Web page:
If you’ve ever been expecting (or are currently expecting) a baby, you know how difficult the process can be. You worry about everything until the child comes, and whether you’re adopting, using a surrogate or whether you or your partner are pregnant, it’s a nerve-wracking time when it seems like every little thing can affect the baby’s health.
A question often raised is whether a person’s diet can affect the baby they carry. We know that bacteria can have an adverse effect on a fetus, and we also know that certain foods are bad for babies. For example, pregnant people are advised to avoid certain types of fish that contain mercury. But more generally, can what a person eat, be it before or during pregnancy, affect a baby’s genetics? To understand what can change a baby’s DNA, we need to look closely at an important question: what is epigenetics?
To answer the question of whether diet can affect a baby’s genes, we first need to look at exactly: how genetics works in a fetus. At conception, the egg and sperm combine, and these two contain all the genetic material needed to create a human. As these cells multiply and divide, the genetic information is copied into each new cell.
Genes are parts of DNA that determine traits such as eye color and body type. DNA comes in pairs of 23 chromosomes, with half of each pair coming from each biological parent. While there are exceptions to this rule (such as: genome-wide uniparental disomy or diploidy (GWUPD)where all genes are inherited from one parent), they are extremely rare.
Pregnant people are often pressured to think only of the fetus inside them, not themselves, when making choices. Individuals should consult with their physician about which are the right choices for them. It turns out that there is a direct link between what a pregnant person eats and their baby’s genes, and that link starts before conception.
According to a study published in nature communicationWhat a person eats before becoming pregnant can have a significant impact on a child’s DNA. The team behind this study looked at pregnant people in an area of the Gambia where food availability was dependent on climate. More nutrient-rich foods were eaten during the rainy season than during the dry season, so the researchers looked at 84 people who had conceived during the peak of the rainy season and 83 who had conceived during the peak of the dry season.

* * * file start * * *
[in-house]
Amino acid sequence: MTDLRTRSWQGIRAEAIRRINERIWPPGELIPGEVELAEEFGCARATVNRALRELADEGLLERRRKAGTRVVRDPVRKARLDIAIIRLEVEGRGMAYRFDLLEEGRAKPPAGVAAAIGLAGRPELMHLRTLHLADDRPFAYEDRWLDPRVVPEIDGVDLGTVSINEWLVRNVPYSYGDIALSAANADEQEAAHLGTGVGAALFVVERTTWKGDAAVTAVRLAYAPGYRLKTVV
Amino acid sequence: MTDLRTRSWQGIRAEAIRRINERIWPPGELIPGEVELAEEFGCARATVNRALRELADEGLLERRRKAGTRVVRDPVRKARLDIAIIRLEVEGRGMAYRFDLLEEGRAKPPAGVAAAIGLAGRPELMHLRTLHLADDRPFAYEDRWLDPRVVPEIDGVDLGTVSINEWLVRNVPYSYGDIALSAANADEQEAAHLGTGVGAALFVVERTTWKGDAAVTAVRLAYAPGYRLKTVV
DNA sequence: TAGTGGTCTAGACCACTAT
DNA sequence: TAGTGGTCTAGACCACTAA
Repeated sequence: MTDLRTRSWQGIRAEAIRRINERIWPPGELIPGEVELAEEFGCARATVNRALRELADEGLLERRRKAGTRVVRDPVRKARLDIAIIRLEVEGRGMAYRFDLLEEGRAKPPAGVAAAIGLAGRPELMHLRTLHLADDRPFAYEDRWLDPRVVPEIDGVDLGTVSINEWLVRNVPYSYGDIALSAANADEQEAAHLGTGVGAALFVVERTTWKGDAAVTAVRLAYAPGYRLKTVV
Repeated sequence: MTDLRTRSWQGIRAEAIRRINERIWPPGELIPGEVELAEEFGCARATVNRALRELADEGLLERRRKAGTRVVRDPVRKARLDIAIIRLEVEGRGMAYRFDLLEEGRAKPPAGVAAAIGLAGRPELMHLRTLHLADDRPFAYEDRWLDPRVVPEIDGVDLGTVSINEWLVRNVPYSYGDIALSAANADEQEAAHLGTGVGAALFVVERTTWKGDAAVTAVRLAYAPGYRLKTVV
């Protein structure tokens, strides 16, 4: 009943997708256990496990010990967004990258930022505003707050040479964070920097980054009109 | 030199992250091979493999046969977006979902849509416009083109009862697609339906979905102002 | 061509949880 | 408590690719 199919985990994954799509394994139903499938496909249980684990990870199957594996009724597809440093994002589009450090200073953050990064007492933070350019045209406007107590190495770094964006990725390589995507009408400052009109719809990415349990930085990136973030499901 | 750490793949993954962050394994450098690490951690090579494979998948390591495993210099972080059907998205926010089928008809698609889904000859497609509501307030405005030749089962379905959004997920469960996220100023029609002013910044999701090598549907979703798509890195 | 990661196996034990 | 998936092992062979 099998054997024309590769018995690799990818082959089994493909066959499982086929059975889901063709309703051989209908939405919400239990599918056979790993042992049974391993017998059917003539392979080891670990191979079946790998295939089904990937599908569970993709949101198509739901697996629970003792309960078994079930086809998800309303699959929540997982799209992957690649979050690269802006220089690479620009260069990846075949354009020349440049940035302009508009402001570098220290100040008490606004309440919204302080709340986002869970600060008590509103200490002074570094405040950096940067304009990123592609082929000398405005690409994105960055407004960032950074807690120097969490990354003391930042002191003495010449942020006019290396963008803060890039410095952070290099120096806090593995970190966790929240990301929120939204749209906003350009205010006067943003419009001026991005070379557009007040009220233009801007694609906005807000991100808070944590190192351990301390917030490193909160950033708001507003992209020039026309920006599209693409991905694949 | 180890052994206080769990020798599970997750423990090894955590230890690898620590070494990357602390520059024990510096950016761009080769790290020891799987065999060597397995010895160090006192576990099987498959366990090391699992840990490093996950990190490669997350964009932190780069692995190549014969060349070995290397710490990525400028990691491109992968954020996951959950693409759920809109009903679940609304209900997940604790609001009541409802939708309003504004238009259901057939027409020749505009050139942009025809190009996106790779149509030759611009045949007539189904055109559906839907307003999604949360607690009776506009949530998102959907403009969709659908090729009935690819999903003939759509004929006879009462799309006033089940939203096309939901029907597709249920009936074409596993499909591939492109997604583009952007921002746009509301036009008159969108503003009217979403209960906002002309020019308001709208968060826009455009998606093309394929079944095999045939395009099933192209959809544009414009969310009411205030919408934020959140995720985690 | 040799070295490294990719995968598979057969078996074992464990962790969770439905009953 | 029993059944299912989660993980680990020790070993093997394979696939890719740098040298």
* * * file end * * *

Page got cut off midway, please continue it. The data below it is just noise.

They found that nutritional well-being at the time of conception can influence a baby’s genetics. Diet does not change the genes itself, but it can influence which genes are and are not expressed (turned on or off), in the earliest stages of development. This is called epigenetics.
What is epigenetics? Epigenetic changes, which are caused by a person’s behavior or environment, can play a key role in inheriting a metabolic disorder, such as diabetes or insulin resistance. And it’s not just the parents who can influence this; scientists have found that the diet of grandparents and even great-grandparents can also cause epigenetic changes. It’s not clear exactly how our genes hold onto these memories as they’re passed on, but there is more and more evidence that this occurs.
We know that diet and exercise can alter your DNA as an adult, so it’s not surprising that similar effects can be seen in the genes of a developing fetus. In fact, exercise can lower a child’s risk of inheriting an increased risk of diabetes and other harmful medical conditions.
A 2021 study in the Journal of Applied Physiology shows that exercise during pregnancy in rodents can reduce the negative effects a poor diet can have on offspring – so much so that if the parent carrying the child remains active during pregnancy, the risks of passing on a metabolic problem like insulin resistance to a baby is approaching zero.
It is becoming increasingly clear that a healthy lifestyle full of exercise and eating healthy foods is important before conception occurs. But everything is in moderation, and there is no need to worry about whether a delicious meal or skipping a morning drive is harmful to a fetus.
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